2019’s sure been a year. For South Africa, that means extreme highs and depressing lows, but one things for sure, the country didn’t stop…
A year after having uncovered financial management which almost forced SA fintech wiGroup to shut down, the company has turned things around, having grown at 25% over the last 12 months, its founder Bevan Ducasse has revealed.
“Basically we managed to miraculously turn the business around,” he said, speaking at an event hosted by Lifecheq at the Radisson Hotel in Cape Town yesterday.
While the company had come close to closing down and had to shed 20% of its staff, it had “come out flying”, after breaking even in October last year, he said.
The 25% growth, explained Ducasse in a subsequent call with Ventureburn, was on the monthly revenue the company was generating just after the financial mismanagement was uncovered in July last year.
A year after uncovering financial mismanagement fintech wiGroup has come out flying says its founder Bevan Ducasse
Since then the company has signed up Dunkin Donuts, had launched Virgin Money Spot and a new app for food franchise Kauai and is about to add two new clients in Australia and New Zealand.
The company is also partnering with Dutch payment unicorn Adyen to develop a card-linked loyalty app, which will allow customers to earn their loyalty points just by tapping their credit card, doing away with the need for customers to carry a loyalty card around with them.
In addition, the company’s existing shareholders — including Investec, Smollan, Virgin and Ducasse himself — invested in the business in a new equity round in March.
The round was to convert into equity, an earlier amount in bridging finance that shareholders committed to fund staff retrenchments, Ducasse said, without revealing how much had been invested in the March round.
‘Former CFO overstated financials’
Ducasse meanwhile also revealed new details of the incident, including that it had emerged after the company’s then chief financial officer (CFO) Morne Patterson had overstated the company’s financial figures.
It resulted in about 35 of the company’s 170 employees having had to be immediately retrenched (and not 20 as estimated previously by Ventureburn — see this story).
Patterson resigned immediately after the incidence of financial mismanagement was uncovered and a probe was conducted by PwC at the time.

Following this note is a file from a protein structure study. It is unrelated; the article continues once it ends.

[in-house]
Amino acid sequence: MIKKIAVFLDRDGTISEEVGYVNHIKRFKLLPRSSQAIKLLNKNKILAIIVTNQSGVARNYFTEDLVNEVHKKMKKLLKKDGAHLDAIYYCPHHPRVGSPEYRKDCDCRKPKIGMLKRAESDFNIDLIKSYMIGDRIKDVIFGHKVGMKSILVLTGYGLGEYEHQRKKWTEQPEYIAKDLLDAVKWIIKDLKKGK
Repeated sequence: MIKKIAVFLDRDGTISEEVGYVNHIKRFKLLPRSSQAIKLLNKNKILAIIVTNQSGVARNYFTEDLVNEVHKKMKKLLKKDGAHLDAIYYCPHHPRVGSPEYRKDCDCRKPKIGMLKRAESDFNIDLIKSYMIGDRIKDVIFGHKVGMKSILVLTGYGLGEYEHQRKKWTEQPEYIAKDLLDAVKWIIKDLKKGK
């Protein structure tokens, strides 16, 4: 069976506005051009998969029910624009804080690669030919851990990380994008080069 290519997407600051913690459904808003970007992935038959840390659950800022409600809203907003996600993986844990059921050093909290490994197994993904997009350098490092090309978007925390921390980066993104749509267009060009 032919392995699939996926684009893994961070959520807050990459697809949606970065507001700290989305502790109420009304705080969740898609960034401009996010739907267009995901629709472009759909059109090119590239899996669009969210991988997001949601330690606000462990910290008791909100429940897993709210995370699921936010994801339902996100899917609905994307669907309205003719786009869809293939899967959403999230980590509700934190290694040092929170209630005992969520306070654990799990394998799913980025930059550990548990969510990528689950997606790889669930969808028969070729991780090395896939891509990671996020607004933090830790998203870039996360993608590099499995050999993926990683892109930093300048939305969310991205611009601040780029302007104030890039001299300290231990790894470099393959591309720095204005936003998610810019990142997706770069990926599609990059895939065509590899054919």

Ducasse told Ventureburn that the board is looking at how it can pursue the matter further and said he could not comment more on the matter.
He stressed that the incident amounted to financial mismanagement rather than fraud as no money was stolen. It involved the misrepresentation by Patterson to the board of the company’s financials at the time. “We were basically spending more money than was represented,” added Ducasse.
He said the PwC probe had exposed a weakness in wiGroup, in which two individuals in the fintech’s financial division had complete oversight over the business’s financials.
But by putting in place the recommendations made by PwC, the company now had the necessary checks and balances in place outside of the division, he said.
A R450m valuation company
Ducasse, who grew up on a farm in Escourt in KwaZulu-Natal, was 23 when he quit his job in 2007 to startup wiGroup. The idea was to develop a solution that would allow users to pay for products or services via their cellphone.
Working from his Beach Road, Green Point apartment in Cape Town with four other guys, he was able to raise an initial R2.5-million from an investor, who covered his flight to get him to pitch in Johannesburg to him.
He wasn’t even that worried that he had to give away 50% of the company for the investment. He was working on what he wanted to do and having fun while doing it.
Fast track to the middle of last year and Ducasse’s company had become one of the largest mobile transactional platforms in Africa with over 100 000 integrated till points accepting mobile payments, loyalty and rewards transactions. The company’s valuation stood at over R450-million, according to Ducasse.
Months earlier the company secured an undisclosed investment from the Virgin Group and retail solutions provider Smollan to fast-track its entry into emerging and developed markets. It followed an investment from Investec in 2015, reportedly believed by the industry to be worth just under R400-million.